For older adults, resistance training is a widely recognized strategy to maintain or improve muscle strength and function which consequently leads to an improved quality of life. Without it, our ability to perform physical tasks becomes difficult as we age. The role of muscle strength (the ability for the muscles to generate maximal force) has been proven by numerous studies to be of upmost importance in optimising long-term function in older adults, where decreased strength results in a reduction in functional performance.
Although the aging process is inevitable even for master athletes, the rate of functional decline can be reduced and even somewhat reversed through exercise training. Whilst traditional resistance training provides a plethora of musculoskeletal and neuromuscular benefits, one form of resistance training that has been gaining popularity due to its lower metabolic demands and its effectiveness- is eccentric based training.
What is an Eccentric-Based Exercise?
Eccentric based exercise involves focusing on the lengthening phase of a muscle contraction, rather than the emphasised concentric phase. For the older individual, a step down is a perfect example of this, where the individual must lower one leg off the step, in a slow and controlled manner (think 2-3 seconds on the descent) which will elicit the desired eccentric contraction. This allows for the quadriceps and gluteal muscles to lengthen under tension. Emphasising the lowering phase of a movement, under load, places greater mechanical stress on the muscle fibres, which as a result results in remarkable adaptations to the tissues involved. To make an eccentric exercise more difficult, you can increase the time of the descent, complete more repetitions, or add weight. This strategy can be used for a variety of different exercises (e.g. a bicep curl, bench press, leg extensions or curls), depending on what muscles you want to target.
Why should I complete eccentric based exercises?
The current literature provides strong evidence for the benefits of eccentric- based exercise. Studies completed by Roig et al (2018) and Cretknik et al (2022) have found that eccentric based exercise is often superior to, or at least as good as, concentric training- particularly for preserving health and function in older adults. Eccentric contractions lead to greater recruitment of muscle fibres and increased activations of motor units, contributing to enhanced strength development. Furthermore, a meta-analysis by Franchi et al (2020) found that eccentric training was particularly effective in promoting hypertrophy, indicating its potential as a valuable tool for muscle growth.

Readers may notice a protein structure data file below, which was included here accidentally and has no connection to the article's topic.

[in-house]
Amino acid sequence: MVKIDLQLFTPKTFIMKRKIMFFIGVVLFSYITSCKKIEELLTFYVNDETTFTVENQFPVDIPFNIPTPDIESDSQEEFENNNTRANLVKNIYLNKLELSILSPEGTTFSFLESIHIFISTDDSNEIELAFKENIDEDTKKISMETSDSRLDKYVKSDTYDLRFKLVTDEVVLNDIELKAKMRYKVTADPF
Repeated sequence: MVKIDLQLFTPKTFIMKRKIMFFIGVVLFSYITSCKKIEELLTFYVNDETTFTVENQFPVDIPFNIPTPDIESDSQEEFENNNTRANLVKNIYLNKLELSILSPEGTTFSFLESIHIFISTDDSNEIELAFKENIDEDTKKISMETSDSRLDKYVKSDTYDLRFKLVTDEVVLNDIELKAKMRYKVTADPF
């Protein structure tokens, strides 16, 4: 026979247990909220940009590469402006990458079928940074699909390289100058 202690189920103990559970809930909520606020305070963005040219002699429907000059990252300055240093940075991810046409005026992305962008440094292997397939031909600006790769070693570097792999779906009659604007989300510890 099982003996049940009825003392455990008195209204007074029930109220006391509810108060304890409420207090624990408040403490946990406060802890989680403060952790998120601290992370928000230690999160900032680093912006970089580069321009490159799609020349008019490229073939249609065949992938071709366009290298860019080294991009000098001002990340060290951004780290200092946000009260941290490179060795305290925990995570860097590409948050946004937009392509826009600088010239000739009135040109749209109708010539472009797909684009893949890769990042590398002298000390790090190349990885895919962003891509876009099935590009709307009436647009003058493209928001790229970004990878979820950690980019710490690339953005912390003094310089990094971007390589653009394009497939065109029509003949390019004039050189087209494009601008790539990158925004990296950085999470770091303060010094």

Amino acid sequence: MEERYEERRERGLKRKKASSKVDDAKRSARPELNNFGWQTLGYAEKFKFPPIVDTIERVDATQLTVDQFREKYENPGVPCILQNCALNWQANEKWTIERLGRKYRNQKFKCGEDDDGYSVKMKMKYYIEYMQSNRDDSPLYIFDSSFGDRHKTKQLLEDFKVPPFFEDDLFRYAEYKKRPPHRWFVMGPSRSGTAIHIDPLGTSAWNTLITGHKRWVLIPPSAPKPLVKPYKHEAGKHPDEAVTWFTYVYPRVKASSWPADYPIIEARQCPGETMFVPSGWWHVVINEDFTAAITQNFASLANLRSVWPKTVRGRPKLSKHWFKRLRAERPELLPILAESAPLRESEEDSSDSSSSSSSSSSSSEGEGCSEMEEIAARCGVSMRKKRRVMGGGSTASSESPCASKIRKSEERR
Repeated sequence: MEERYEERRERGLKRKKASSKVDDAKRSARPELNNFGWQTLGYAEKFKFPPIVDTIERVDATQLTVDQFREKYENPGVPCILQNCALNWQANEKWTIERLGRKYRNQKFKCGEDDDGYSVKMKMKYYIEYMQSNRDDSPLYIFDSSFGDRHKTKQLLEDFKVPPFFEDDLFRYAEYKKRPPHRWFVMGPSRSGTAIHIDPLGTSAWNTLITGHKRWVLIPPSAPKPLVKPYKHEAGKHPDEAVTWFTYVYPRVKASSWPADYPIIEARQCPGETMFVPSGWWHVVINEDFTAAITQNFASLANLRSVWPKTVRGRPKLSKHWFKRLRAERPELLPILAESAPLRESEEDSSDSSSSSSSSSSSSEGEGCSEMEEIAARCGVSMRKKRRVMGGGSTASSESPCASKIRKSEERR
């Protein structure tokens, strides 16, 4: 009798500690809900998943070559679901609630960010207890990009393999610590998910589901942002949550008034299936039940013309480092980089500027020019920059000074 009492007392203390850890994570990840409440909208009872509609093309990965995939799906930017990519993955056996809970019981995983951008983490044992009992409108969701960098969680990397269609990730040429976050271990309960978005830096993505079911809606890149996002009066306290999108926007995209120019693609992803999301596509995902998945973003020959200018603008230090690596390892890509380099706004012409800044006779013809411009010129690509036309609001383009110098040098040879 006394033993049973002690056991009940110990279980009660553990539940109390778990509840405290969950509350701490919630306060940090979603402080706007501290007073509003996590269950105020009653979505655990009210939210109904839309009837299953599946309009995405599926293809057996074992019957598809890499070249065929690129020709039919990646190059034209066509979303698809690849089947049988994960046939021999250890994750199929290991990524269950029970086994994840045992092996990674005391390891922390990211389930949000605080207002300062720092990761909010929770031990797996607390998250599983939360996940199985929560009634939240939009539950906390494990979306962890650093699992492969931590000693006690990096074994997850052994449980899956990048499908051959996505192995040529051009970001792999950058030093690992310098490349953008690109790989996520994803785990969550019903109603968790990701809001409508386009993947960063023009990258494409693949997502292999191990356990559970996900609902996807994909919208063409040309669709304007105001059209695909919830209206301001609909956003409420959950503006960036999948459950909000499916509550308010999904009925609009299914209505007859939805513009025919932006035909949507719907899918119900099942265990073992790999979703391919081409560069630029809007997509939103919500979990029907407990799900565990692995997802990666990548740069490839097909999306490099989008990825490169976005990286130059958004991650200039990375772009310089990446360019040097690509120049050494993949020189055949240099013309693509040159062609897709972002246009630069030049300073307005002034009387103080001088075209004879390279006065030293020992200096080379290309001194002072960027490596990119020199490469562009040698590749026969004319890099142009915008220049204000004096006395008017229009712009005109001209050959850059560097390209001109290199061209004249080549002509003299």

Not only is it an effective tool for muscle growth and strength, but this type of exercise also plays a role in injury prevention and rehabilitation. For example, for soft tissue acute and chronic injuries such as tendinopathy, eccentric exercises can effectively reduce pain and improve function, as this targets the tendons by generating tensile forces, which then can stimulate collagen synthesis and remodelling.
Eccentric exercise for longevity:
Whilst eccentric type training is important for muscle growth, injury rehab and prevention, it is also an integral tool for maintaining longevity in older adults. For older individuals, daily activities such as walking, sitting, standing, stair climbing and descending require high physical demands. Furthermore, older adults struggle with tasks that require more neuromuscular control, such as sitting down or going downstairs (which are eccentrically based activities) and because of this, this can lead to falls and injuries. However, completing exercise programs that focus on stair ascending and descending have shown to significantly improve performance in these areas. The reason for this is that as we build more eccentric strength, neuromuscular adaptations such as neuromuscular control and sensory integration take place- in other words we learn how to better apply the brakes. These improvements significantly reduce falls risk, improves functional fitness, and counteracts the effects of sarcopenia- thus improving quality of life. By completing eccentric based exercises, this can target stabilising muscles and joints in ways that traditional resistance training might not. Furthermore, some studies reported lower or minimal cardiorespiratory load evoked by eccentric exercise, which could be an advantage when applied for older individuals.
To learn more about this type of exercise training, it is recommended to see Accredited Exercise Physiologist or Scientist, who can provide advise and prescribe appropriate exercises that tailor to your needs.